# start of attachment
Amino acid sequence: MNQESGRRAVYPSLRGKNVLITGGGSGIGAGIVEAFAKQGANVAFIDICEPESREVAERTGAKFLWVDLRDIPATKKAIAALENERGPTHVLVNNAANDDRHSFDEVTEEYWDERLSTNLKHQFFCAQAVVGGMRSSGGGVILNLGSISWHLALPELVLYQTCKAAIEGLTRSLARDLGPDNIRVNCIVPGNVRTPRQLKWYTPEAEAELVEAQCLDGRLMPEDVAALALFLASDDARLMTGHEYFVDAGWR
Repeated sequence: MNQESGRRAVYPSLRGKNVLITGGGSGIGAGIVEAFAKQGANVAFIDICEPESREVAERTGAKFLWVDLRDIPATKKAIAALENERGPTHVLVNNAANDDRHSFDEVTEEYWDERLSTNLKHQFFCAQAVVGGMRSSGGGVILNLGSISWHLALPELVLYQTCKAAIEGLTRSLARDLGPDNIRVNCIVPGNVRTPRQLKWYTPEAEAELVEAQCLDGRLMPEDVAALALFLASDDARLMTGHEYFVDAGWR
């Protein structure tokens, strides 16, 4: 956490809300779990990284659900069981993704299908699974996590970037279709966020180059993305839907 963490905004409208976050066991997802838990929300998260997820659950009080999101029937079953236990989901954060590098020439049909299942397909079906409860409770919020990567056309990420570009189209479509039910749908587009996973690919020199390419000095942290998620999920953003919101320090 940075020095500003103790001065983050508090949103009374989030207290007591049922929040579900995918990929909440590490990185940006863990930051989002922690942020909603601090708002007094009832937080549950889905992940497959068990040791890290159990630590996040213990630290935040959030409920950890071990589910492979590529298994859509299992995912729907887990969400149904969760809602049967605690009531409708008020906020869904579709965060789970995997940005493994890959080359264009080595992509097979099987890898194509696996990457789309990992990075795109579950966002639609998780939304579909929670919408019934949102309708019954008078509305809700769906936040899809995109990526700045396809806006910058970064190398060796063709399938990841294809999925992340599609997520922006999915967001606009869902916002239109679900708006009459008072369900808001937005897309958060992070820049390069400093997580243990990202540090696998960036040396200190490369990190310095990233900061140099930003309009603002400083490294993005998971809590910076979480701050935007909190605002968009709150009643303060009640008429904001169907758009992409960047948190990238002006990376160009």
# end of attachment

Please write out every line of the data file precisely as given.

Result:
Amino acid sequence: MNQESGRRAVYPSLRGKNVLITGGGSGIGAGIVEAFAKQGANVAFIDICEPESREVAERTGAKFLWVDLRDIPATKKAIAALENERGPTHVLVNNAANDDRHSFDEVTEEYWDERLSTNLKHQFFCAQAVVGGMRSSGGGVILNLGSISWHLALPELVLYQTCKAAIEGLTRSLARDLGPDNIRVNCIVPGNVRTPRQLKWYTPEAEAELVEAQCLDGRLMPEDVAALALFLASDDARLMTGHEYFVDAGWR
Repeated sequence: MNQESGRRAVYPSLRGKNVLITGGGSGIGAGIVEAFAKQGANVAFIDICEPESREVAERTGAKFLWVDLRDIPATKKAIAALENERGPTHVLVNNAANDDRHSFDEVTEEYWDERLSTNLKHQFFCAQAVVGGMRSSGGGVILNLGSISWHLALPELVLYQTCKAAIEGLTRSLARDLGPDNIRVNCIVPGNVRTPRQLKWYTPEAEAELVEAQCLDGRLMPEDVAALALFLASDDARLMTGHEYFVDAGWR
């Protein structure tokens, strides 16, 4: 956490809300779990990284659900069981993704299908699974996590970037279709966020180059993305839907 963490905004409208976050066991997802838990929300998260997820659950009080999101029937079953236990989901954060590098020439049909299942397909079906409860409770919020990567056309990420570009189209479509039910749908587009996973690919020199390419000095942290998620999920953003919101320090 940075020095500003103790001065983050508090949103009374989030207290007591049922929040579900995918990929909440590490990185940006863990930051989002922690942020909603601090708002007094009832937080549950889905992940497959068990040791890290159990630590996040213990630290935040959030409920950890071990589910492979590529298994859509299992995912729907887990969400149904969760809602049967605690009531409708008020906020869904579709965060789970995997940005493994890959080359264009080595992509097979099987890898194509696996990457789309990992990075795109579950966002639609998780939304579909929670919408019934949102309708019954008078509305809700769906936040899809995109990526700045396809806006910058970064190398060796063709399938990841294809999925992340599609997520922006999915967001606009869902916002239109679900708006009459008072369900808001937005897309958060992070820049390069400093997580243990990202540090696998960036040396200190490369990190310095990233900061140099930003309009603002400083490294993005998971809590910076979480701050935007909190605002968009709150009643303060009640008429904001169907758009992409960047948190990238002006990376160009």